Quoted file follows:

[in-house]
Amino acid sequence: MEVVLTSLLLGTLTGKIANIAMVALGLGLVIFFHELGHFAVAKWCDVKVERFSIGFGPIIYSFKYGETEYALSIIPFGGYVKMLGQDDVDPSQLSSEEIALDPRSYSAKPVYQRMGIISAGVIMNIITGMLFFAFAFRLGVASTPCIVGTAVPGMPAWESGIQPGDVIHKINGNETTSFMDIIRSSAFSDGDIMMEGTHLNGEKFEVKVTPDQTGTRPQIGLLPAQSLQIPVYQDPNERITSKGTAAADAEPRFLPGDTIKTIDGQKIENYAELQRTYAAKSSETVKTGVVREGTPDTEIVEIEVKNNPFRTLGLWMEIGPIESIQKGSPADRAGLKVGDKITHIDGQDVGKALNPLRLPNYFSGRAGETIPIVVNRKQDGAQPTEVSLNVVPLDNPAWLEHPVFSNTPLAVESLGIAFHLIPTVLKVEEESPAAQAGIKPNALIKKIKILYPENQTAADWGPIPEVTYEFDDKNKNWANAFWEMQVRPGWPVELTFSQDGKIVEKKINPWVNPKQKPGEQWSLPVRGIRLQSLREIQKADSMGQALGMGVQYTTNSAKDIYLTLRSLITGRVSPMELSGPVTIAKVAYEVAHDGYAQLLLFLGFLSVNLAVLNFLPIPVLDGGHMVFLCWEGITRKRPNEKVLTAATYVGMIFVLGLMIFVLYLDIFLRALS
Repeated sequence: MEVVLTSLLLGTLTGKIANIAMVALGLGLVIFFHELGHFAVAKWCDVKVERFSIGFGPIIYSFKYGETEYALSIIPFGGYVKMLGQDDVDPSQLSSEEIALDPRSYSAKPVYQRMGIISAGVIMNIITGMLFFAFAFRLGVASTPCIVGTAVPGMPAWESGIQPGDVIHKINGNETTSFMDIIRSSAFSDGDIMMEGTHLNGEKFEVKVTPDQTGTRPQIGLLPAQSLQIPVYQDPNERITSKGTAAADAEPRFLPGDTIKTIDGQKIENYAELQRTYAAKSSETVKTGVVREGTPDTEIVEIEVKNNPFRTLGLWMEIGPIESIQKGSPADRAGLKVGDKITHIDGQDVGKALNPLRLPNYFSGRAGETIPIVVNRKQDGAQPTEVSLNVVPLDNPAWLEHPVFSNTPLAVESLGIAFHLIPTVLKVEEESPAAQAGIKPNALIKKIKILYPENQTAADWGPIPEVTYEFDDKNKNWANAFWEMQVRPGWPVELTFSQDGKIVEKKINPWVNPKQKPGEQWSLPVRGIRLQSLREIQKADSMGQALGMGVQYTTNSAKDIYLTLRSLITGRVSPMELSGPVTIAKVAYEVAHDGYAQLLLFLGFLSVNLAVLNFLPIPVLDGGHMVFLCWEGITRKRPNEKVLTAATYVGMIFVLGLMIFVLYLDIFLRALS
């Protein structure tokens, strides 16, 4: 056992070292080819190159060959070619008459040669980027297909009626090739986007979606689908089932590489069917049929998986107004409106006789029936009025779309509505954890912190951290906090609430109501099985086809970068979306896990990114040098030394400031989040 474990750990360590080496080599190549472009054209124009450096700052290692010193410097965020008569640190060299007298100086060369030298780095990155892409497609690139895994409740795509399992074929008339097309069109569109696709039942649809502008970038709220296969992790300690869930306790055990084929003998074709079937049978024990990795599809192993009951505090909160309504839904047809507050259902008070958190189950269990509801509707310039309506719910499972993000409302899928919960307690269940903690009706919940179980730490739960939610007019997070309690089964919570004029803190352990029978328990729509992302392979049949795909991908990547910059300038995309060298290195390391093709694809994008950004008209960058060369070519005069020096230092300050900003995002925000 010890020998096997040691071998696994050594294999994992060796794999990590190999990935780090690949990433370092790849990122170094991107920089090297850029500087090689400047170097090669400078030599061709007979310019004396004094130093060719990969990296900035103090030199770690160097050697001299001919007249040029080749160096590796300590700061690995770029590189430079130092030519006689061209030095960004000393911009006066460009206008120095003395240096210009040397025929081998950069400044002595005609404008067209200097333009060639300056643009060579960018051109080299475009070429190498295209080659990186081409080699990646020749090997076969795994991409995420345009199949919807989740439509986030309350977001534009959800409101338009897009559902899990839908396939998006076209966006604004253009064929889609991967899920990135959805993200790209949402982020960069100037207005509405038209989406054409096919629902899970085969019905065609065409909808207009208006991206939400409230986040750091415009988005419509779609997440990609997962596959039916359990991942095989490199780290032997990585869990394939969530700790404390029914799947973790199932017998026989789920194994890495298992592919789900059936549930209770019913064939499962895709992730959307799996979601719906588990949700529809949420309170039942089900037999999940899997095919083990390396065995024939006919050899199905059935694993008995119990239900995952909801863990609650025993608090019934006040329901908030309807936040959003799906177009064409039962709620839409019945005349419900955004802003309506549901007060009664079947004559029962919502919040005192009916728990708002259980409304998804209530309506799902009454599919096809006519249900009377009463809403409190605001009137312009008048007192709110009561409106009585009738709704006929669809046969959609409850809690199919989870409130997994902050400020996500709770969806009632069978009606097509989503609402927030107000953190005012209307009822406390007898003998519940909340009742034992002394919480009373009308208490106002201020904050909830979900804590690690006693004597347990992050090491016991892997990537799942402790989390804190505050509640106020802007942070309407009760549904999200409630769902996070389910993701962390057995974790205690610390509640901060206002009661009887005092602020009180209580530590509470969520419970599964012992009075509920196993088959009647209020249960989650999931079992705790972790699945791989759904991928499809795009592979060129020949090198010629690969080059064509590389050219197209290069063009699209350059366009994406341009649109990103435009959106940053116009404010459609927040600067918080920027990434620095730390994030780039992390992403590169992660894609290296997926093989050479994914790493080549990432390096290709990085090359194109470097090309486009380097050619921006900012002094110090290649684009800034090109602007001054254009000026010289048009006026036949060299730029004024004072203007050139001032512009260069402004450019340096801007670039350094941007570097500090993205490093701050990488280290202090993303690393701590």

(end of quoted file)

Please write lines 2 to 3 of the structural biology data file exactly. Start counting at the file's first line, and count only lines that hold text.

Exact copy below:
Amino acid sequence: MEVVLTSLLLGTLTGKIANIAMVALGLGLVIFFHELGHFAVAKWCDVKVERFSIGFGPIIYSFKYGETEYALSIIPFGGYVKMLGQDDVDPSQLSSEEIALDPRSYSAKPVYQRMGIISAGVIMNIITGMLFFAFAFRLGVASTPCIVGTAVPGMPAWESGIQPGDVIHKINGNETTSFMDIIRSSAFSDGDIMMEGTHLNGEKFEVKVTPDQTGTRPQIGLLPAQSLQIPVYQDPNERITSKGTAAADAEPRFLPGDTIKTIDGQKIENYAELQRTYAAKSSETVKTGVVREGTPDTEIVEIEVKNNPFRTLGLWMEIGPIESIQKGSPADRAGLKVGDKITHIDGQDVGKALNPLRLPNYFSGRAGETIPIVVNRKQDGAQPTEVSLNVVPLDNPAWLEHPVFSNTPLAVESLGIAFHLIPTVLKVEEESPAAQAGIKPNALIKKIKILYPENQTAADWGPIPEVTYEFDDKNKNWANAFWEMQVRPGWPVELTFSQDGKIVEKKINPWVNPKQKPGEQWSLPVRGIRLQSLREIQKADSMGQALGMGVQYTTNSAKDIYLTLRSLITGRVSPMELSGPVTIAKVAYEVAHDGYAQLLLFLGFLSVNLAVLNFLPIPVLDGGHMVFLCWEGITRKRPNEKVLTAATYVGMIFVLGLMIFVLYLDIFLRALS
Repeated sequence: MEVVLTSLLLGTLTGKIANIAMVALGLGLVIFFHELGHFAVAKWCDVKVERFSIGFGPIIYSFKYGETEYALSIIPFGGYVKMLGQDDVDPSQLSSEEIALDPRSYSAKPVYQRMGIISAGVIMNIITGMLFFAFAFRLGVASTPCIVGTAVPGMPAWESGIQPGDVIHKINGNETTSFMDIIRSSAFSDGDIMMEGTHLNGEKFEVKVTPDQTGTRPQIGLLPAQSLQIPVYQDPNERITSKGTAAADAEPRFLPGDTIKTIDGQKIENYAELQRTYAAKSSETVKTGVVREGTPDTEIVEIEVKNNPFRTLGLWMEIGPIESIQKGSPADRAGLKVGDKITHIDGQDVGKALNPLRLPNYFSGRAGETIPIVVNRKQDGAQPTEVSLNVVPLDNPAWLEHPVFSNTPLAVESLGIAFHLIPTVLKVEEESPAAQAGIKPNALIKKIKILYPENQTAADWGPIPEVTYEFDDKNKNWANAFWEMQVRPGWPVELTFSQDGKIVEKKINPWVNPKQKPGEQWSLPVRGIRLQSLREIQKADSMGQALGMGVQYTTNSAKDIYLTLRSLITGRVSPMELSGPVTIAKVAYEVAHDGYAQLLLFLGFLSVNLAVLNFLPIPVLDGGHMVFLCWEGITRKRPNEKVLTAATYVGMIFVLGLMIFVLYLDIFLRALS